|Mirror, mirror, what do you see?|
I think I look like Harry P.
The notion of "comparables," in pub biz parlance -- those (preferably bestselling, famous) books that are enough like yours, but not too much like, has been occupying me lately, and also occupying both of my crit partners. One partner's agent asked her for a list of comparables, and she had a hard time thinking of any. The other, who is in the process of querying, is worried that her novel is too much like another (bestselling, famous) one with a similar subject -- so her job is to set it apart. In literature, of course, there's nothing new under the sun, and there's not a thing wrong with that. But the notion of comparables when it comes to marketing is particularly slippery -- because what, precisely, are we comparing?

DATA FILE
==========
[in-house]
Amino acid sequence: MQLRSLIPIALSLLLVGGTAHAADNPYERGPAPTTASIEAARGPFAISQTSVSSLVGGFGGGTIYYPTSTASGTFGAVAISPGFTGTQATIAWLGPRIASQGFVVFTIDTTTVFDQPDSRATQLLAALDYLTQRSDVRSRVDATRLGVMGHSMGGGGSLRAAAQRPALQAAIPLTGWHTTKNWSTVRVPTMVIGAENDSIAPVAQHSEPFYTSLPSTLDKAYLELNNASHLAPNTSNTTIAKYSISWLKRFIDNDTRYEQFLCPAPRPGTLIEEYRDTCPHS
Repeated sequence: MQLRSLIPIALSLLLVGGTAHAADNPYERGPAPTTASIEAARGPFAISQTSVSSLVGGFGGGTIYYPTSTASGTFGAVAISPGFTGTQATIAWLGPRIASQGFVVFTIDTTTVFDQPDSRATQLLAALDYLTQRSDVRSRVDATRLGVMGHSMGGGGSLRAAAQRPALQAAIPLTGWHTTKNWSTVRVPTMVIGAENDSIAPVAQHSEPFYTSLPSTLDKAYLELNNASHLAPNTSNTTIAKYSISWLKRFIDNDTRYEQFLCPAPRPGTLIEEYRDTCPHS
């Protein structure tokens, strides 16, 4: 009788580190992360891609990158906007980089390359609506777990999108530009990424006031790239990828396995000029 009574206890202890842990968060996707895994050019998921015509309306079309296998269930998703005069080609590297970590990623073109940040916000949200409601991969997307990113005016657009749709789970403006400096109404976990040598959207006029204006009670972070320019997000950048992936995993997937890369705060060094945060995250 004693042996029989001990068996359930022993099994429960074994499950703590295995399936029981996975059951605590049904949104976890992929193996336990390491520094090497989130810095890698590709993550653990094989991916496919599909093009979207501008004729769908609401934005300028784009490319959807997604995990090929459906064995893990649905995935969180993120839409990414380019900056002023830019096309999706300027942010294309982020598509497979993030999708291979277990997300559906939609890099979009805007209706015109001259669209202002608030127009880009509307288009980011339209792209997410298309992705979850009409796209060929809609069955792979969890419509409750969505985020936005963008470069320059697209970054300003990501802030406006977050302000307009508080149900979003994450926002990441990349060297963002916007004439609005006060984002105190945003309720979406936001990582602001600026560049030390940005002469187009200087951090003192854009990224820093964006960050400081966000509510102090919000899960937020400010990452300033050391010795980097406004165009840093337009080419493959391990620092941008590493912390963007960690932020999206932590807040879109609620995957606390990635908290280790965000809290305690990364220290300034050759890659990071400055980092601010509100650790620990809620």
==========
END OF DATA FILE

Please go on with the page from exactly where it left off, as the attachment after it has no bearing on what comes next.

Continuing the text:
|Could be like my book?|
Should be like my book?
When I was helping one of my crit partners look for comparables, I found stories that shared some of her themes, but not her settings or storyline. And researching comparables for my own book (science fantasy), I found lots of books that had ecological themes, or super bright kids, but few of them were in my genre.
And it's an important subject to think about, because you may want to include comparables in your query (some agents like to see this, some don't care), and you'll probably want to mention comps if you're pitching verbally at a conference. So, fellow novelists and aspiring novelists -- how much do you think your WIP shares with other books out there? Is it something you're conscious of, or something you've put off thinking about? Asked to come up with "three books off the top of your head," like Amy Boggs, could you do it?